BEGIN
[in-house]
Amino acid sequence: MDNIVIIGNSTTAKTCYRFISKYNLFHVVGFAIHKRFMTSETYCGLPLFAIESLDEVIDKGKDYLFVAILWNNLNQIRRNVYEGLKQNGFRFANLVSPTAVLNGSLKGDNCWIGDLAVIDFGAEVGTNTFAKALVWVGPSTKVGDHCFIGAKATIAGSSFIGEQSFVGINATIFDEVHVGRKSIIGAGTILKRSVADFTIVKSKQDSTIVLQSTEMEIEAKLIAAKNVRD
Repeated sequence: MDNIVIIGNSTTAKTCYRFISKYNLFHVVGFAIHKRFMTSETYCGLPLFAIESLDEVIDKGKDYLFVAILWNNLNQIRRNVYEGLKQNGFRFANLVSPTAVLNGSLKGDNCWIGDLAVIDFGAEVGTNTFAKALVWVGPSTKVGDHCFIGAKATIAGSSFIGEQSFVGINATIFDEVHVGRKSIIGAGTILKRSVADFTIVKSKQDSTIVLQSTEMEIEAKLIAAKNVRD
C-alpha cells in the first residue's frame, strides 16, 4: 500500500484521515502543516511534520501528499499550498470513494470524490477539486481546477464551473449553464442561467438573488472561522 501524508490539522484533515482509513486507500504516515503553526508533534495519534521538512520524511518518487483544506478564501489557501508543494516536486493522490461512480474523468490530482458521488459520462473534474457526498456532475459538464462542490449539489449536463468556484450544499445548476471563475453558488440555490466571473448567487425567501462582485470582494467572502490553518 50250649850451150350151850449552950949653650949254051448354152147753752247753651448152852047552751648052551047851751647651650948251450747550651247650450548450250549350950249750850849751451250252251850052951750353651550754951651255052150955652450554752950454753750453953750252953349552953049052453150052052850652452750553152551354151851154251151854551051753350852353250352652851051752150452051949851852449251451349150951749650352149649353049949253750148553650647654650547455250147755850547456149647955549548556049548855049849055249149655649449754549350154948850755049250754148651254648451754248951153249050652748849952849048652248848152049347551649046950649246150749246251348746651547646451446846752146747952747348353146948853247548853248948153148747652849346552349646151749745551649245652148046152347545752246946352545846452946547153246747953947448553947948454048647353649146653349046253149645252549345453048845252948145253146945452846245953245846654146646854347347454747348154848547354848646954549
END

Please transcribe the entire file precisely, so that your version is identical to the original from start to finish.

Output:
[in-house]
Amino acid sequence: MDNIVIIGNSTTAKTCYRFISKYNLFHVVGFAIHKRFMTSETYCGLPLFAIESLDEVIDKGKDYLFVAILWNNLNQIRRNVYEGLKQNGFRFANLVSPTAVLNGSLKGDNCWIGDLAVIDFGAEVGTNTFAKALVWVGPSTKVGDHCFIGAKATIAGSSFIGEQSFVGINATIFDEVHVGRKSIIGAGTILKRSVADFTIVKSKQDSTIVLQSTEMEIEAKLIAAKNVRD
Repeated sequence: MDNIVIIGNSTTAKTCYRFISKYNLFHVVGFAIHKRFMTSETYCGLPLFAIESLDEVIDKGKDYLFVAILWNNLNQIRRNVYEGLKQNGFRFANLVSPTAVLNGSLKGDNCWIGDLAVIDFGAEVGTNTFAKALVWVGPSTKVGDHCFIGAKATIAGSSFIGEQSFVGINATIFDEVHVGRKSIIGAGTILKRSVADFTIVKSKQDSTIVLQSTEMEIEAKLIAAKNVRD
C-alpha cells in the first residue's frame, strides 16, 4: 500500500484521515502543516511534520501528499499550498470513494470524490477539486481546477464551473449553464442561467438573488472561522 501524508490539522484533515482509513486507500504516515503553526508533534495519534521538512520524511518518487483544506478564501489557501508543494516536486493522490461512480474523468490530482458521488459520462473534474457526498456532475459538464462542490449539489449536463468556484450544499445548476471563475453558488440555490466571473448567487425567501462582485470582494467572502490553518 50250649850451150350151850449552950949653650949254051448354152147753752247753651448152852047552751648052551047851751647651650948251450747550651247650450548450250549350950249750850849751451250252251850052951750353651550754951651255052150955652450554752950454753750453953750252953349552953049052453150052052850652452750553152551354151851154251151854551051753350852353250352652851051752150452051949851852449251451349150951749650352149649353049949253750148553650647654650547455250147755850547456149647955549548556049548855049849055249149655649449754549350154948850755049250754148651254648451754248951153249050652748849952849048652248848152049347551649046950649246150749246251348746651547646451446846752146747952747348353146948853247548853248948153148747652849346552349646151749745551649245652148046152347545752246946352545846452946547153246747953947448553947948454048647353649146653349046253149645252549345453048845252948145253146945452846245953245846654146646854347347454747348154848547354848646954549